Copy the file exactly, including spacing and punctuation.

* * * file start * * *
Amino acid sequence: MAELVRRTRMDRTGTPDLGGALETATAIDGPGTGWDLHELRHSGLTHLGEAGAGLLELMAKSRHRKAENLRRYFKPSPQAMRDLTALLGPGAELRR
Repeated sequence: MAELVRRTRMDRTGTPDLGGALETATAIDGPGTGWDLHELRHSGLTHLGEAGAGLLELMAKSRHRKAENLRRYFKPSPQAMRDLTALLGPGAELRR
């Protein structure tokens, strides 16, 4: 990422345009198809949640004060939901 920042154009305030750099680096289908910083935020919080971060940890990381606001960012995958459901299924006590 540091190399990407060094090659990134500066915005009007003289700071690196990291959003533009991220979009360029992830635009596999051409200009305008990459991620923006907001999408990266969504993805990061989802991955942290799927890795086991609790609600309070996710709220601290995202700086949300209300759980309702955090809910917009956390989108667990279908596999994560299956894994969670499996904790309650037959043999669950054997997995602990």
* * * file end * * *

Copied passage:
Amino acid sequence: MAELVRRTRMDRTGTPDLGGALETATAIDGPGTGWDLHELRHSGLTHLGEAGAGLLELMAKSRHRKAENLRRYFKPSPQAMRDLTALLGPGAELRR
Repeated sequence: MAELVRRTRMDRTGTPDLGGALETATAIDGPGTGWDLHELRHSGLTHLGEAGAGLLELMAKSRHRKAENLRRYFKPSPQAMRDLTALLGPGAELRR
């Protein structure tokens, strides 16, 4: 990422345009198809949640004060939901 920042154009305030750099680096289908910083935020919080971060940890990381606001960012995958459901299924006590 540091190399990407060094090659990134500066915005009007003289700071690196990291959003533009991220979009360029992830635009596999051409200009305008990459991620923006907001999408990266969504993805990061989802991955942290799927890795086991609790609600309070996710709220601290995202700086949300209300759980309702955090809910917009956390989108667990279908596999994560299956894994969670499996904790309650037959043999669950054997997995602990």